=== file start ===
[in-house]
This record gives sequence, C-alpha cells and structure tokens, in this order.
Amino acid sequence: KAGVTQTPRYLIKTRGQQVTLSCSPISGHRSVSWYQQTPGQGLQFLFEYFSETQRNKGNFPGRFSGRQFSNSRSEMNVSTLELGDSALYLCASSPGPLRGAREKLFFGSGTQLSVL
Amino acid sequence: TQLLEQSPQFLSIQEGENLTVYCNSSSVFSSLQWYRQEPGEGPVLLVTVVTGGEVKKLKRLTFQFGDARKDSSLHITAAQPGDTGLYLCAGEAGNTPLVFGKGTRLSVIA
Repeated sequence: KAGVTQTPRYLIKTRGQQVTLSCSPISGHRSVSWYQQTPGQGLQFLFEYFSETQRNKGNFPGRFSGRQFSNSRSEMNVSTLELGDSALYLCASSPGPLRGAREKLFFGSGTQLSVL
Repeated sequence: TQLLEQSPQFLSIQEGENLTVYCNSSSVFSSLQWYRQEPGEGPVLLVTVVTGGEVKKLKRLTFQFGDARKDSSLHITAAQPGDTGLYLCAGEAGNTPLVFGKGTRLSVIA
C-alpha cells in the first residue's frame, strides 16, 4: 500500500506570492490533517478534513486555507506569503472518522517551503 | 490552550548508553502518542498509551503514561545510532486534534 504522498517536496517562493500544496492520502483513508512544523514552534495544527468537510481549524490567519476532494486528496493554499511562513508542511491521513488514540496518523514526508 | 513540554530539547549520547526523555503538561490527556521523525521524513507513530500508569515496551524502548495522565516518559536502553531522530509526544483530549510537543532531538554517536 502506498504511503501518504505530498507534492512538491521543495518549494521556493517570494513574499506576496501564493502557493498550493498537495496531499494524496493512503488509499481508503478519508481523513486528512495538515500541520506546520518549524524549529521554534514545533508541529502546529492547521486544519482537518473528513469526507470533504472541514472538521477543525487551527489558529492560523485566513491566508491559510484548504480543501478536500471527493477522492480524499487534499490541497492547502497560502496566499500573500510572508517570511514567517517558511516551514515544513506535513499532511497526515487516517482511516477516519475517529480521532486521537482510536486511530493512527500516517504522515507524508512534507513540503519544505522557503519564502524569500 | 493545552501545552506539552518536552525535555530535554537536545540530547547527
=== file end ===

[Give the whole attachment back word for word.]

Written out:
[in-house]
This record gives sequence, C-alpha cells and structure tokens, in this order.
Amino acid sequence: KAGVTQTPRYLIKTRGQQVTLSCSPISGHRSVSWYQQTPGQGLQFLFEYFSETQRNKGNFPGRFSGRQFSNSRSEMNVSTLELGDSALYLCASSPGPLRGAREKLFFGSGTQLSVL
Amino acid sequence: TQLLEQSPQFLSIQEGENLTVYCNSSSVFSSLQWYRQEPGEGPVLLVTVVTGGEVKKLKRLTFQFGDARKDSSLHITAAQPGDTGLYLCAGEAGNTPLVFGKGTRLSVIA
Repeated sequence: KAGVTQTPRYLIKTRGQQVTLSCSPISGHRSVSWYQQTPGQGLQFLFEYFSETQRNKGNFPGRFSGRQFSNSRSEMNVSTLELGDSALYLCASSPGPLRGAREKLFFGSGTQLSVL
Repeated sequence: TQLLEQSPQFLSIQEGENLTVYCNSSSVFSSLQWYRQEPGEGPVLLVTVVTGGEVKKLKRLTFQFGDARKDSSLHITAAQPGDTGLYLCAGEAGNTPLVFGKGTRLSVIA
C-alpha cells in the first residue's frame, strides 16, 4: 500500500506570492490533517478534513486555507506569503472518522517551503 | 490552550548508553502518542498509551503514561545510532486534534 504522498517536496517562493500544496492520502483513508512544523514552534495544527468537510481549524490567519476532494486528496493554499511562513508542511491521513488514540496518523514526508 | 513540554530539547549520547526523555503538561490527556521523525521524513507513530500508569515496551524502548495522565516518559536502553531522530509526544483530549510537543532531538554517536 502506498504511503501518504505530498507534492512538491521543495518549494521556493517570494513574499506576496501564493502557493498550493498537495496531499494524496493512503488509499481508503478519508481523513486528512495538515500541520506546520518549524524549529521554534514545533508541529502546529492547521486544519482537518473528513469526507470533504472541514472538521477543525487551527489558529492560523485566513491566508491559510484548504480543501478536500471527493477522492480524499487534499490541497492547502497560502496566499500573500510572508517570511514567517517558511516551514515544513506535513499532511497526515487516517482511516477516519475517529480521532486521537482510536486511530493512527500516517504522515507524508512534507513540503519544505522557503519564502524569500 | 493545552501545552506539552518536552525535555530535554537536545540530547547527